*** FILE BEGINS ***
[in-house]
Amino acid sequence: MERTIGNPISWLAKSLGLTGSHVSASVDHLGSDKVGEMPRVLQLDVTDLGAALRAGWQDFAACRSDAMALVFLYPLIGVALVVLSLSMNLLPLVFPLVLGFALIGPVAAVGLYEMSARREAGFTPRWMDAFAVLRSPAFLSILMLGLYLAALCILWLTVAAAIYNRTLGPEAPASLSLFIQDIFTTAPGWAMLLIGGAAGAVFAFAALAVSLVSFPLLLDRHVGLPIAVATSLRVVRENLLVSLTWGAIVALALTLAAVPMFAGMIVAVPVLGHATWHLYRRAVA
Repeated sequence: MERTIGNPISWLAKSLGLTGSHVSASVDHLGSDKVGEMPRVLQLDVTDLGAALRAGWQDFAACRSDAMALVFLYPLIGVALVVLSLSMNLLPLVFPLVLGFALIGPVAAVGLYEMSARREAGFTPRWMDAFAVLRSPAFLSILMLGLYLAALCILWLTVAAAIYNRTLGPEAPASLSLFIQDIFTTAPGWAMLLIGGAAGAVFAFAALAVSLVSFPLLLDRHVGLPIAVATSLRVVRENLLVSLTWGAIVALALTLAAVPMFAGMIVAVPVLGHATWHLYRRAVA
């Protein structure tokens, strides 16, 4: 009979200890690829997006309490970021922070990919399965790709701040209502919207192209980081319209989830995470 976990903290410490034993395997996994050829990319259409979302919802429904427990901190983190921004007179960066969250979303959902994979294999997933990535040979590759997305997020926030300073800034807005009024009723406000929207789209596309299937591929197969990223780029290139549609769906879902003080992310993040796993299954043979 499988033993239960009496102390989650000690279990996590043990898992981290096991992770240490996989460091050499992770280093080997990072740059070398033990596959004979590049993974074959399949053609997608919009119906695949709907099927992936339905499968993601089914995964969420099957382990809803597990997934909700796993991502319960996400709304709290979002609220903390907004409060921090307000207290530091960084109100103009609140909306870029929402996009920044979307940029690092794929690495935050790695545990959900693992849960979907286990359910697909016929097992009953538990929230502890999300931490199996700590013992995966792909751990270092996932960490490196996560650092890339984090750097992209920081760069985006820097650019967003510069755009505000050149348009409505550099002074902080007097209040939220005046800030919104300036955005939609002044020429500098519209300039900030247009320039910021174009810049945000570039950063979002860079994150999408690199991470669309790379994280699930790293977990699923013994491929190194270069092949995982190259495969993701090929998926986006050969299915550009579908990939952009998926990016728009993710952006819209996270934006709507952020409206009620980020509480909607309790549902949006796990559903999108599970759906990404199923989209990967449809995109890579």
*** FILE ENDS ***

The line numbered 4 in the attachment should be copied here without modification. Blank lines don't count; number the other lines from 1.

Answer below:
């Protein structure tokens, strides 16, 4: 009979200890690829997006309490970021922070990919399965790709701040209502919207192209980081319209989830995470 976990903290410490034993395997996994050829990319259409979302919802429904427990901190983190921004007179960066969250979303959902994979294999997933990535040979590759997305997020926030300073800034807005009024009723406000929207789209596309299937591929197969990223780029290139549609769906879902003080992310993040796993299954043979 499988033993239960009496102390989650000690279990996590043990898992981290096991992770240490996989460091050499992770280093080997990072740059070398033990596959004979590049993974074959399949053609997608919009119906695949709907099927992936339905499968993601089914995964969420099957382990809803597990997934909700796993991502319960996400709304709290979002609220903390907004409060921090307000207290530091960084109100103009609140909306870029929402996009920044979307940029690092794929690495935050790695545990959900693992849960979907286990359910697909016929097992009953538990929230502890999300931490199996700590013992995966792909751990270092996932960490490196996560650092890339984090750097992209920081760069985006820097650019967003510069755009505000050149348009409505550099002074902080007097209040939220005046800030919104300036955005939609002044020429500098519209300039900030247009320039910021174009810049945000570039950063979002860079994150999408690199991470669309790379994280699930790293977990699923013994491929190194270069092949995982190259495969993701090929998926986006050969299915550009579908990939952009998926990016728009993710952006819209996270934006709507952020409206009620980020509480909607309790549902949006796990559903999108599970759906990404199923989209990967449809995109890579």